Novak Djokovic: Adam Hills shares opinion on tennis star
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Novak Djokovic has revealed that he is struggling with the mental aspect of his game as he looks to recapture his form after a turbulent start to the year on all fronts. The Serb was unceremoniously deported from Melbourne on the eve of the Australian Open back in January and has failed to live up to his own high standards in the months since returning to the court at the Dubai Tennis Championships.
Djokovic was dumped out at the quarter-final stage in Dubai before falling in the first round at the Monte-Carlo Masters and losing at the hands of Andrey Rublev in the final of the Serbia Open earlier this month. The 34-year-old will be hoping to get his season back on track with a productive showing in Madrid later this week but has admitted to battling hard on the mental side of things as he seeks to recapture his form of old.
“The challenge is definitely more on the mental and emotional side,” he told reporters. “Of course, I have never experienced anything similar to what I experienced early this season and I did not know how that’s going to affect me.
“It obviously still – you know, I still have to deal with it to some extent. It’s not as powerful that it was in the first two, three months of the year. I feel like the more I play, the more I’m in this environment, the more comfortable I feel.”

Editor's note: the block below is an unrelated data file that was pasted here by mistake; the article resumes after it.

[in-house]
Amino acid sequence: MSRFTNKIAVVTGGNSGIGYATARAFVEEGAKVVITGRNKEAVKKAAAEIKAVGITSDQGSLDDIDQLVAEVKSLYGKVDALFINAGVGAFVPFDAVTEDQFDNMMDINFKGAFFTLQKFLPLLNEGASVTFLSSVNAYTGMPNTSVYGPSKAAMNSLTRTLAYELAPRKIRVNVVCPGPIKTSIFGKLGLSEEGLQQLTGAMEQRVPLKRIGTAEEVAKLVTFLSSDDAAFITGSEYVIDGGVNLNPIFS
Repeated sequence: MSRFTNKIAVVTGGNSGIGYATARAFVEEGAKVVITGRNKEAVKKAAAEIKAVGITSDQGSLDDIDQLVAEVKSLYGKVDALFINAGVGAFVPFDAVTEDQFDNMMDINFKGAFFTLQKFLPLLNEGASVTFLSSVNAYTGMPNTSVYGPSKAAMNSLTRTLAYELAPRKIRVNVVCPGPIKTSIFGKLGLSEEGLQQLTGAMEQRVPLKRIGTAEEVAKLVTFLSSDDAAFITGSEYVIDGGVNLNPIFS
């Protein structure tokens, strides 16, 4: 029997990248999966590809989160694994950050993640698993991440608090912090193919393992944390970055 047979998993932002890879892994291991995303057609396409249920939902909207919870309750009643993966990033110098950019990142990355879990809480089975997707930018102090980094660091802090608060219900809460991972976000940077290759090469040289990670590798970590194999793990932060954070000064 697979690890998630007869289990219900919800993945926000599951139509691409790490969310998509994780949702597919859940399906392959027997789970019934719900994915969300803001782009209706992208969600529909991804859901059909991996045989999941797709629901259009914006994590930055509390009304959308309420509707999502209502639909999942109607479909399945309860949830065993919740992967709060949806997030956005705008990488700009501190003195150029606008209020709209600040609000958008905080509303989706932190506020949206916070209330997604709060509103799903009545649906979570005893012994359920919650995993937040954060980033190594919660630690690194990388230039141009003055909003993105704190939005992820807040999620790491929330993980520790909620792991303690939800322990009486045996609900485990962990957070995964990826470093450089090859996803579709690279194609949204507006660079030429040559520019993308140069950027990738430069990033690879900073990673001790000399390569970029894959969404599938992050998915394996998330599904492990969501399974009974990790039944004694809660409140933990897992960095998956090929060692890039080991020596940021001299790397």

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Djokovic will be aiming to begin his Madrid Open campaign with a solid victory over either Gael Monfils or Carlos Gimeno Valero in his opening match of the tournament on Tuesday. The former world No 1 also plans to compete at the Rome Masters in order to fine-tune his preparations on clay ahead of this year’s French Open, which is set to get underway in Paris at the end of the month.
The man from Belgrade has already claimed the top prize in Madrid on three previous occasions but will be hoping to kick-start his clay-court swing with a fourth triumph in the Spanish capital later this week. Djokovic went on to explain that he has been working to improve his fitness levels since crashing out of the Monte Carlo Masters in order to mix it with the likes of Stefanos Tsitspas and Rafael Nadal and go for glory over the coming days.
“[It was] different in Belgrade than it was in Monaco,” he added. “Knowing that I played four almost-three-hour matches and long, three-set battles gives me enough reason to believe that it’s headed in the right direction.
“I had a very good week of training now. I put more emphasis on fitness and building the stamina and endurance, because that’s what’s going to be necessary in order to compete with top guys on the slowest and physically most demanding surface in our sport.”
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